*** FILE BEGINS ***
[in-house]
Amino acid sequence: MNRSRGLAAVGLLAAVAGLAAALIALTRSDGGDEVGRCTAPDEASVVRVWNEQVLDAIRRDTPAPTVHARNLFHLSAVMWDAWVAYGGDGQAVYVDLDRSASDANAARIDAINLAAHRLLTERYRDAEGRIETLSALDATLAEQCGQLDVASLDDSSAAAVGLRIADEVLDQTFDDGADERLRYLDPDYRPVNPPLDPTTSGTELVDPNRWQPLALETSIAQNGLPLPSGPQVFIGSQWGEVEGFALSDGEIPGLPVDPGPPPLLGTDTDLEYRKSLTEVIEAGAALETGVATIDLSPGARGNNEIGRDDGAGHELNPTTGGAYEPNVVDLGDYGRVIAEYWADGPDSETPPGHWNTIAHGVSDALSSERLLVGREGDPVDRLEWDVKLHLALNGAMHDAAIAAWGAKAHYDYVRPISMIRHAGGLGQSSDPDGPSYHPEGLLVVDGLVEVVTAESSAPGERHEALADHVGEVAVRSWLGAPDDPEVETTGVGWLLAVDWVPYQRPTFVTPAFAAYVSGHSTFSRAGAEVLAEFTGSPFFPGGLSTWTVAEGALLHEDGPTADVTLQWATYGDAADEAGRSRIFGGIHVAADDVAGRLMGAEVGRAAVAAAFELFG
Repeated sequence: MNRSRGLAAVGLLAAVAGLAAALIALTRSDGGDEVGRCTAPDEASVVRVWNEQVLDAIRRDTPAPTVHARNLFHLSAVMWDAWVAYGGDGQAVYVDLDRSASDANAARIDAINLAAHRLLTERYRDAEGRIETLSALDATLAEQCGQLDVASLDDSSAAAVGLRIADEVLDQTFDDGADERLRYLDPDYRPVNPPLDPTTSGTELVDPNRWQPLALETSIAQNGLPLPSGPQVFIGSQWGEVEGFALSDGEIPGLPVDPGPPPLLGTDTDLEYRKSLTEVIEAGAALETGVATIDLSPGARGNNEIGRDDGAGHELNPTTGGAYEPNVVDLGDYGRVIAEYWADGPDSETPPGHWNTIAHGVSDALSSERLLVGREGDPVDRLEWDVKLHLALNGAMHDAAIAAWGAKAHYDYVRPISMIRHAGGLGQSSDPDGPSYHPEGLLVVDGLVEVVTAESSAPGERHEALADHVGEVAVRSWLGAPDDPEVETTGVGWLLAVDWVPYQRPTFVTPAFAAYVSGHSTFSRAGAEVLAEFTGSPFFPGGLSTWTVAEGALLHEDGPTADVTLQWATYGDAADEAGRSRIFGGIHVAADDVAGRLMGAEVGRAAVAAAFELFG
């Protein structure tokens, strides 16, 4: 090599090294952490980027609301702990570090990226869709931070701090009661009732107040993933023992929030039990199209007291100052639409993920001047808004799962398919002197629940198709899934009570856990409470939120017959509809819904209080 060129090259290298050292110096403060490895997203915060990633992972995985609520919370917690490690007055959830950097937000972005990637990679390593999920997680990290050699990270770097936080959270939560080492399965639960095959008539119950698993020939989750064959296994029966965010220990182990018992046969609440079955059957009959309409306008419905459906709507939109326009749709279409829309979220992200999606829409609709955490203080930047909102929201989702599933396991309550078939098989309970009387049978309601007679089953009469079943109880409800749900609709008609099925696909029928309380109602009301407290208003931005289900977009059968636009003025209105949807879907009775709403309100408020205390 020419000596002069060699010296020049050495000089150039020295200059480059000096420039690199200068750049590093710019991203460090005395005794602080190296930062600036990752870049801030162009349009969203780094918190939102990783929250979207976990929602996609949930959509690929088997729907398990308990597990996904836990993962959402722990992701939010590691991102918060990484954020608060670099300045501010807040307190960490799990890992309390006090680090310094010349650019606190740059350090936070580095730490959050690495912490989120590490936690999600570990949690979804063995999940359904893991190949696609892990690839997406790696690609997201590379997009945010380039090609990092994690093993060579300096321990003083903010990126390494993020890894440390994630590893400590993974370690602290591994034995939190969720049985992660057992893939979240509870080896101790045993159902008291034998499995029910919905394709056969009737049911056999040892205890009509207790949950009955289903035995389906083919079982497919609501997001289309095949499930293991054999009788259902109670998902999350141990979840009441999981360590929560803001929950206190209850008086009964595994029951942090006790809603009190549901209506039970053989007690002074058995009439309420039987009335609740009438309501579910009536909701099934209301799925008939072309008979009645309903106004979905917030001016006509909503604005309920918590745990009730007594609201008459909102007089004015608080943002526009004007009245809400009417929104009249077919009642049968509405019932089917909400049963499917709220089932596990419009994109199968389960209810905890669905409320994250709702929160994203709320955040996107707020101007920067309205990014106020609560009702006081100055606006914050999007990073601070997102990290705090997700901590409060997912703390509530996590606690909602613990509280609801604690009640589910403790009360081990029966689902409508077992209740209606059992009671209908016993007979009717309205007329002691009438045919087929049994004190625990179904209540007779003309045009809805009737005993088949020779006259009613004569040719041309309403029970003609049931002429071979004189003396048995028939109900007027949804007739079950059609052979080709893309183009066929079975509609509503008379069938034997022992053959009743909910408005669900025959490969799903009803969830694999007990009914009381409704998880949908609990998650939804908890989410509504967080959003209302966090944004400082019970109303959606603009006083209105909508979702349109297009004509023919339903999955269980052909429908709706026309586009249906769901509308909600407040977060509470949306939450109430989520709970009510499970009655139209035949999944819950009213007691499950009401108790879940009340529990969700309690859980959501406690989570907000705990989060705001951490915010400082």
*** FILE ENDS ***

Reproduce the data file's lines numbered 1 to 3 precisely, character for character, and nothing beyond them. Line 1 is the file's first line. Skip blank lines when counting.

[in-house]
Amino acid sequence: MNRSRGLAAVGLLAAVAGLAAALIALTRSDGGDEVGRCTAPDEASVVRVWNEQVLDAIRRDTPAPTVHARNLFHLSAVMWDAWVAYGGDGQAVYVDLDRSASDANAARIDAINLAAHRLLTERYRDAEGRIETLSALDATLAEQCGQLDVASLDDSSAAAVGLRIADEVLDQTFDDGADERLRYLDPDYRPVNPPLDPTTSGTELVDPNRWQPLALETSIAQNGLPLPSGPQVFIGSQWGEVEGFALSDGEIPGLPVDPGPPPLLGTDTDLEYRKSLTEVIEAGAALETGVATIDLSPGARGNNEIGRDDGAGHELNPTTGGAYEPNVVDLGDYGRVIAEYWADGPDSETPPGHWNTIAHGVSDALSSERLLVGREGDPVDRLEWDVKLHLALNGAMHDAAIAAWGAKAHYDYVRPISMIRHAGGLGQSSDPDGPSYHPEGLLVVDGLVEVVTAESSAPGERHEALADHVGEVAVRSWLGAPDDPEVETTGVGWLLAVDWVPYQRPTFVTPAFAAYVSGHSTFSRAGAEVLAEFTGSPFFPGGLSTWTVAEGALLHEDGPTADVTLQWATYGDAADEAGRSRIFGGIHVAADDVAGRLMGAEVGRAAVAAAFELFG
Repeated sequence: MNRSRGLAAVGLLAAVAGLAAALIALTRSDGGDEVGRCTAPDEASVVRVWNEQVLDAIRRDTPAPTVHARNLFHLSAVMWDAWVAYGGDGQAVYVDLDRSASDANAARIDAINLAAHRLLTERYRDAEGRIETLSALDATLAEQCGQLDVASLDDSSAAAVGLRIADEVLDQTFDDGADERLRYLDPDYRPVNPPLDPTTSGTELVDPNRWQPLALETSIAQNGLPLPSGPQVFIGSQWGEVEGFALSDGEIPGLPVDPGPPPLLGTDTDLEYRKSLTEVIEAGAALETGVATIDLSPGARGNNEIGRDDGAGHELNPTTGGAYEPNVVDLGDYGRVIAEYWADGPDSETPPGHWNTIAHGVSDALSSERLLVGREGDPVDRLEWDVKLHLALNGAMHDAAIAAWGAKAHYDYVRPISMIRHAGGLGQSSDPDGPSYHPEGLLVVDGLVEVVTAESSAPGERHEALADHVGEVAVRSWLGAPDDPEVETTGVGWLLAVDWVPYQRPTFVTPAFAAYVSGHSTFSRAGAEVLAEFTGSPFFPGGLSTWTVAEGALLHEDGPTADVTLQWATYGDAADEAGRSRIFGGIHVAADDVAGRLMGAEVGRAAVAAAFELFG